It’s been an underwhelming start to the week in financial markets with the eternal optimism of investors clashing with the reality of Chinese economic data.
There’s a bizarre willingness to turn a blind eye to the economic reality at the moment as long as the Fed doesn’t raise rates too fast. That doesn’t feel particularly sustainable but as we’ve seen so often before, it can last much longer than you may expect.
Rate cut does little to ease Chinese fears
The economic data from China overnight was very disappointing, to put it mildly. Combined with the lending figures on Friday, it does not paint a good picture of domestic demand or the growth outlook. Retail sales were particularly weak, while fixed asset investment and industrial production were also well below the consensus. It seems the reopening boost was both uninspiring and short-lived.
And yet the PBOCs decision to cut the MLF and 7-day reverse repo rates by 10 basis points overnight came as quite the surprise. It seems no one saw that coming and it’s understandable why. Loan demand isn’t struggling because of high rates, it’s Covid lockdowns, ongoing property market uncertainty and the global environment. This rate cut won’t change any of that. But it does mean a cut to the LPR is now almost certain.
Japan recovering as inventories hold back Q2 GDP
The reopening in Japan boosted spending in the second quarter, although the GDP reading slightly missed expectations thanks to a decline in inventories which lifted the reading in Q1. These fluctuations can largely be ignored and the underlying picture remains positive for the Japanese economy. Of course, the global picture is increasingly gloomy and uncertain which could weigh into next year.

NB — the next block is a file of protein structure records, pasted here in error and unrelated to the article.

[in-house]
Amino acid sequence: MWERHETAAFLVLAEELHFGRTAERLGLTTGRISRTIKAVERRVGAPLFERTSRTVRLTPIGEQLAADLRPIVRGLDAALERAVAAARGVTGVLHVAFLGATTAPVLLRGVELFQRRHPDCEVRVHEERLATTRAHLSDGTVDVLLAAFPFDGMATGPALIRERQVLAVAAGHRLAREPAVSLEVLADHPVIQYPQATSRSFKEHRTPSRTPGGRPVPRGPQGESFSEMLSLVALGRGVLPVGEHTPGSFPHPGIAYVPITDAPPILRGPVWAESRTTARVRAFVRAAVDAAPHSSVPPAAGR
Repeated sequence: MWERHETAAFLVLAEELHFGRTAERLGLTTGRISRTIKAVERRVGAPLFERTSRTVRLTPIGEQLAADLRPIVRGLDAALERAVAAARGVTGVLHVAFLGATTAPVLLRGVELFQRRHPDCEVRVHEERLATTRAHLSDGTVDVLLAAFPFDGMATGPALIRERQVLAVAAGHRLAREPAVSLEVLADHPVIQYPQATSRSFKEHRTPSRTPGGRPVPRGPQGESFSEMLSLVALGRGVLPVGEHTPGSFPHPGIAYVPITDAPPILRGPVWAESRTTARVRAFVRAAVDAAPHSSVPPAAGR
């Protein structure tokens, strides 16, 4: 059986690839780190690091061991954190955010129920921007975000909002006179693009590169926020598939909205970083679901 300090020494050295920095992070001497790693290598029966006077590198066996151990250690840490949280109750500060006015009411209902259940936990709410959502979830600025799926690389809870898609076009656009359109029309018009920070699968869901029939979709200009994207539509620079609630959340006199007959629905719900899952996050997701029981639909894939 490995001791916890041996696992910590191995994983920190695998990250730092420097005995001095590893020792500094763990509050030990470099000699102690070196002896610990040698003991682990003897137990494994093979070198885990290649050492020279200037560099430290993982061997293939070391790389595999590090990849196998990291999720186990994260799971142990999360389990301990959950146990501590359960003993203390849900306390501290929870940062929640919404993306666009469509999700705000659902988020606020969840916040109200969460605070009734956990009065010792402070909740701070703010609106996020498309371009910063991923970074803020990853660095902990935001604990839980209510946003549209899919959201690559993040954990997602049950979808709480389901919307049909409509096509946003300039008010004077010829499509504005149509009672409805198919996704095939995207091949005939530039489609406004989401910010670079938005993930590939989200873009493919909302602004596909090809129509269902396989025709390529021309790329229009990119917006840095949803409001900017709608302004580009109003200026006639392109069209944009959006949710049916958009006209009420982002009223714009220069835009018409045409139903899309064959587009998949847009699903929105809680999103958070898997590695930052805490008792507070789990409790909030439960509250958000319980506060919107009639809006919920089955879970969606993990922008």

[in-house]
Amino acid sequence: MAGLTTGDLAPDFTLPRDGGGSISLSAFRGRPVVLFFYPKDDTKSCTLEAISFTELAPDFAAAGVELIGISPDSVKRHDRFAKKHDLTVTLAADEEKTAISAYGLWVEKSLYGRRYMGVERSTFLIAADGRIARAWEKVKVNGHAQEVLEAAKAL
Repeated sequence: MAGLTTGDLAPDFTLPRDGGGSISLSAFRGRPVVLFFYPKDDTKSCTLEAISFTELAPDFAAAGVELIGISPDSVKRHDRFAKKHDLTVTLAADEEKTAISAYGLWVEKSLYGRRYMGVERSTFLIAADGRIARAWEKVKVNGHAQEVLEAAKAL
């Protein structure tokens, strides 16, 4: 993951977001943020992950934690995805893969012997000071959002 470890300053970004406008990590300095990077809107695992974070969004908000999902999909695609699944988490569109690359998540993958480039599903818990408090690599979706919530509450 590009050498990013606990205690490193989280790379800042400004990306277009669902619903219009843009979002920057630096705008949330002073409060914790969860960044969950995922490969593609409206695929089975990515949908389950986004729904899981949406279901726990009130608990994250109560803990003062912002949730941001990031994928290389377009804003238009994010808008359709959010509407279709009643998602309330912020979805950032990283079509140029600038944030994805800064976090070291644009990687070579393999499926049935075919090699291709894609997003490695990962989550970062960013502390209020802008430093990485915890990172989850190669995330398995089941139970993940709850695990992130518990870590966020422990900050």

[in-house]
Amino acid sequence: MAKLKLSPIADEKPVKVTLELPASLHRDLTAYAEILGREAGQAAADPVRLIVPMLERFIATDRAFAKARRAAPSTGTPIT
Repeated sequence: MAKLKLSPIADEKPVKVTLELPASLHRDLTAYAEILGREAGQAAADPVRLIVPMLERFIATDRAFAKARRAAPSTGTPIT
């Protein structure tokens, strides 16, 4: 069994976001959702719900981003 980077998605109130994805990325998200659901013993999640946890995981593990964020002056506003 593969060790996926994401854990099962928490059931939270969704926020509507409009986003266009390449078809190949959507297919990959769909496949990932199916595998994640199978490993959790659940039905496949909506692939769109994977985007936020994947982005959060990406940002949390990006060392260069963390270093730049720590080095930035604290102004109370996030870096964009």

Can bitcoin break $25,000?
Bitcoin has tested the water above $25,000 and been pushed back on the first attempt. It seems the cryptocurrency, like many other instruments, is testing a potentially significant barrier following the recent recovery and we may be seeing some profit-taking. Whether that becomes a full rotation lower isn’t clear yet but it doesn’t appear to have the momentum for a breakout at this time.
For a look at all of today’s economic events, check out our economic calendar: www.marketpulse.com/economic-events/
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